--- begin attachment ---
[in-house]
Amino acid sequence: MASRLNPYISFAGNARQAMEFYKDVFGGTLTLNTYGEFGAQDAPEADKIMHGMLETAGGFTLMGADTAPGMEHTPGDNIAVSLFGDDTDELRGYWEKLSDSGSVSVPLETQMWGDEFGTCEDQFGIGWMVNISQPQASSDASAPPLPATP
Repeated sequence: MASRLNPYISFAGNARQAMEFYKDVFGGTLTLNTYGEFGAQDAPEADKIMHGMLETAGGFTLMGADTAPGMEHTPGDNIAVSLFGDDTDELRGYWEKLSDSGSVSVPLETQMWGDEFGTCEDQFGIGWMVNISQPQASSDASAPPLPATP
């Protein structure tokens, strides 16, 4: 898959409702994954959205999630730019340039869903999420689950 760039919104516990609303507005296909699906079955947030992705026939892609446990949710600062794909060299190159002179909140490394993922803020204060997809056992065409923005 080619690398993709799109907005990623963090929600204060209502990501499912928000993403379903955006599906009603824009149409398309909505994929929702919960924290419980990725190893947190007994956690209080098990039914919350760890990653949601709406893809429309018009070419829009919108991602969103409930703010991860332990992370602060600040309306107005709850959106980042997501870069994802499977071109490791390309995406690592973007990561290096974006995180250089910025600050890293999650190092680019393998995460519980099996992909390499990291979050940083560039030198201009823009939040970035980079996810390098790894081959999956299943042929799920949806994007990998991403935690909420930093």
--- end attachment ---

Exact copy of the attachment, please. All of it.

[in-house]
Amino acid sequence: MASRLNPYISFAGNARQAMEFYKDVFGGTLTLNTYGEFGAQDAPEADKIMHGMLETAGGFTLMGADTAPGMEHTPGDNIAVSLFGDDTDELRGYWEKLSDSGSVSVPLETQMWGDEFGTCEDQFGIGWMVNISQPQASSDASAPPLPATP
Repeated sequence: MASRLNPYISFAGNARQAMEFYKDVFGGTLTLNTYGEFGAQDAPEADKIMHGMLETAGGFTLMGADTAPGMEHTPGDNIAVSLFGDDTDELRGYWEKLSDSGSVSVPLETQMWGDEFGTCEDQFGIGWMVNISQPQASSDASAPPLPATP
């Protein structure tokens, strides 16, 4: 898959409702994954959205999630730019340039869903999420689950 760039919104516990609303507005296909699906079955947030992705026939892609446990949710600062794909060299190159002179909140490394993922803020204060997809056992065409923005 080619690398993709799109907005990623963090929600204060209502990501499912928000993403379903955006599906009603824009149409398309909505994929929702919960924290419980990725190893947190007994956690209080098990039914919350760890990653949601709406893809429309018009070419829009919108991602969103409930703010991860332990992370602060600040309306107005709850959106980042997501870069994802499977071109490791390309995406690592973007990561290096974006995180250089910025600050890293999650190092680019393998995460519980099996992909390499990291979050940083560039030198201009823009939040970035980079996810390098790894081959999956299943042929799920949806994007990998991403935690909420930093």